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[skan-tee] /ˈskæn ti/
adjective, scantier, scantiest.
scant in amount, quantity, etc.; barely sufficient.
meager; not adequate.
lacking amplitude in extent or compass.
noun, plural scanties.
scanties, very brief underpants, especially for women.
Origin of scanty
1650-60; scant + -y1; (def 4) blend of scanty and panties
Related forms
scantily, adverb
scantiness, noun
unscanty, adjective
1, 2. Scanty, meager, sparse refer to insufficiency or deficiency in quantity, number, etc. Scanty denotes smallness or insufficiency of quantity, number, supply, etc.: a scanty supply of food. Meager indicates that something is poor, stinted, or inadequate: meager fare; a meager income. Sparse applies particularly to that which grows thinly or is thinly strewn or sown, often over a wide area: sparse vegetation; a sparse population.
1, 2. plentiful, ample. Unabridged
Based on the Random House Dictionary, © Random House, Inc. 2015.
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Examples from the Web for scanty
Contemporary Examples
Historical Examples
  • Those heaps had been gathered together by the industrious peasants to make room for a scanty herbage for their cattle.

  • Nothing had been added to her scanty wardrobe in that time but a black frock.

    Rico and Wiseli Johanna Spyri
  • His father was a street-porter who eked out the scanty exchequer by playing a violin at occasional dances or concerts.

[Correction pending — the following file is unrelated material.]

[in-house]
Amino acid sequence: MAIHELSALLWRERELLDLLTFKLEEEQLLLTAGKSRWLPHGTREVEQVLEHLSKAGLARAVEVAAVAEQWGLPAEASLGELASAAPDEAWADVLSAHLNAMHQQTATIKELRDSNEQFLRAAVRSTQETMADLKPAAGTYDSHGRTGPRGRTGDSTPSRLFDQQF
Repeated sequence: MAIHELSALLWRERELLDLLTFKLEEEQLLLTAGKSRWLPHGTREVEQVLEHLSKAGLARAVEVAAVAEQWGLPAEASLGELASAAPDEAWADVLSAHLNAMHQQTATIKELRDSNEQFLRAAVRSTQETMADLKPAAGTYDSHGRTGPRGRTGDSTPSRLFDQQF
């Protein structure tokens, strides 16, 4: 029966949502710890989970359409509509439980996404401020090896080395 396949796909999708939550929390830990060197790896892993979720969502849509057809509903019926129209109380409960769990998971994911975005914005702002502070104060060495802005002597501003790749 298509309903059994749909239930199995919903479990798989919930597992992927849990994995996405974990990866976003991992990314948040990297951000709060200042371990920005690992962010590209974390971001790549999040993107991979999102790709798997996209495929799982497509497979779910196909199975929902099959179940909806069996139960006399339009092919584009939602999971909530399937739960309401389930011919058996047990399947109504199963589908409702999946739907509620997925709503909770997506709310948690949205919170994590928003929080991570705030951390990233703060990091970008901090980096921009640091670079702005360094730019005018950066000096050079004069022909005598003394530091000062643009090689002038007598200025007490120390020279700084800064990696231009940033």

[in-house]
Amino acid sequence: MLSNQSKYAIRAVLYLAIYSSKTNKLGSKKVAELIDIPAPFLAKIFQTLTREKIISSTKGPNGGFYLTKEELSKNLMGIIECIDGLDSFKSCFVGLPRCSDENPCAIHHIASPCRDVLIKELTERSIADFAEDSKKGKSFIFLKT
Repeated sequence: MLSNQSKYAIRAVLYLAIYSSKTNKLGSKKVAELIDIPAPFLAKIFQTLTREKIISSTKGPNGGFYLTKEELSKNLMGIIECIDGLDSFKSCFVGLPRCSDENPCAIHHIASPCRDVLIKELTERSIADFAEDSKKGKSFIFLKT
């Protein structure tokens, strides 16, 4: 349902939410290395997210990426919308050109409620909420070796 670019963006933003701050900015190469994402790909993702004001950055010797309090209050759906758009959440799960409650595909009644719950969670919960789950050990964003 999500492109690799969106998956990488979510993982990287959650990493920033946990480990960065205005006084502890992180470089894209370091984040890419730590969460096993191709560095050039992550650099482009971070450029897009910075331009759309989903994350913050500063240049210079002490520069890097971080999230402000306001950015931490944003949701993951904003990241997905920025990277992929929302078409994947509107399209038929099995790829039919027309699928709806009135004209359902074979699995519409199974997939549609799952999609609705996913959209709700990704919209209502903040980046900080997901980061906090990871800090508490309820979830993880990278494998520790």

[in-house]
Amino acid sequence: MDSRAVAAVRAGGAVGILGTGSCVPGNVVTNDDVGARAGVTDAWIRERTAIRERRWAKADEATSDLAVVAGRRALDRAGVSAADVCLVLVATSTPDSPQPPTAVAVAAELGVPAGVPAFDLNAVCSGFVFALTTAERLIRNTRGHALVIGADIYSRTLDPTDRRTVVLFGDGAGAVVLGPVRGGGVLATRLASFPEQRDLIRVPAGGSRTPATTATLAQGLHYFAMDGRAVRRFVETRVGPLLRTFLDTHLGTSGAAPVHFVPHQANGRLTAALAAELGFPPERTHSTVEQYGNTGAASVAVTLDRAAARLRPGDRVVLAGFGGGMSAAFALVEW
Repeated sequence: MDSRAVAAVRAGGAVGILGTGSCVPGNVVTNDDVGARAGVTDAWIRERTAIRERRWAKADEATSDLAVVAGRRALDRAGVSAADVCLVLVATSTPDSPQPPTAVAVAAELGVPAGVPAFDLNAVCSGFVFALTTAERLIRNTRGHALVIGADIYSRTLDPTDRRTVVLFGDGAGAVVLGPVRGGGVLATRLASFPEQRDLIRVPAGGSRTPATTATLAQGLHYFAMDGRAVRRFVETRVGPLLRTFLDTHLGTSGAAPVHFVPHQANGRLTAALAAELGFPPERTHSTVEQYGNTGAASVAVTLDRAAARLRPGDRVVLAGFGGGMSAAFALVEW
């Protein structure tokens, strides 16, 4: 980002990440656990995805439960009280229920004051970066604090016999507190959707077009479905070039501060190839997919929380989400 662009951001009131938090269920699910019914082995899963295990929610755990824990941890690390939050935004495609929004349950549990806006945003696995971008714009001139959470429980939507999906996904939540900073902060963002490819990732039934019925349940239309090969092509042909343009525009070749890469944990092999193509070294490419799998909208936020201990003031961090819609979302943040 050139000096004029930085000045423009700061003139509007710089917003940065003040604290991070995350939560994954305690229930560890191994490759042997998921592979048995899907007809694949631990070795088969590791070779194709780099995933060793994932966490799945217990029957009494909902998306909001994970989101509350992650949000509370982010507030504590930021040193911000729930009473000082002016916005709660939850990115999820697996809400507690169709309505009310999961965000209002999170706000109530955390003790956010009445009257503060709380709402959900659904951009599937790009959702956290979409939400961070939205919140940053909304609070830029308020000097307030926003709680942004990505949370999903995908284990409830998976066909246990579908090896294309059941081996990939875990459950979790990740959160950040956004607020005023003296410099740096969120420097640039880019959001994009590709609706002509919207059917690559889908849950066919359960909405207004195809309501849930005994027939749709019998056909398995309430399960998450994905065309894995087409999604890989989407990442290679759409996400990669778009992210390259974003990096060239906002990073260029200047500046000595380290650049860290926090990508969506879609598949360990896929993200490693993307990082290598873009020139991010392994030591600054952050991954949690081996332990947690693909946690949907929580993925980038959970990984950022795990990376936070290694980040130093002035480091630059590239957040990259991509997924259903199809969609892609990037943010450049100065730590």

• As Baucis had said, there was but a scanty supper for two hungry travellers.

    The Miraculous Pitcher Nathaniel Hawthorne
  • Soldiers were lying on the ground, or passing to and fro, or engaged in merry games, or singing beside the scanty fires.

    Jasper Lyle Harriet Ward
  • By degrees, however, his eyes became accustomed to the scanty light.

    Biographical Stories Nathaniel Hawthorne
  • In the evenings, to augment our scanty revenues, I worked at copying law papers for a notary.

    The Widow Lerouge Emile Gaboriau
  • These computations were correct as far as they went, but they were scanty.

    Flying Machines W.J. Jackman and Thos. H. Russell
British Dictionary definitions for scanty


adjective scantier, scantiest
limited; barely enough; meagre
insufficient; inadequate
lacking fullness; small
Derived Forms
scantily, adverb
scantiness, noun
Collins English Dictionary - Complete & Unabridged 2012 Digital Edition
© William Collins Sons & Co. Ltd. 1979, 1986 © HarperCollins
Publishers 1998, 2000, 2003, 2005, 2006, 2007, 2009, 2012
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Word Origin and History for scanty

1650s, "meager, barely sufficient for use;" 1701, "too small, limited in scope," from scant + -y (2). Related: Scantiness (1560s). Scanties (n.) "underwear" (especially for women) attested from 1928.

Online Etymology Dictionary, © 2010 Douglas Harper
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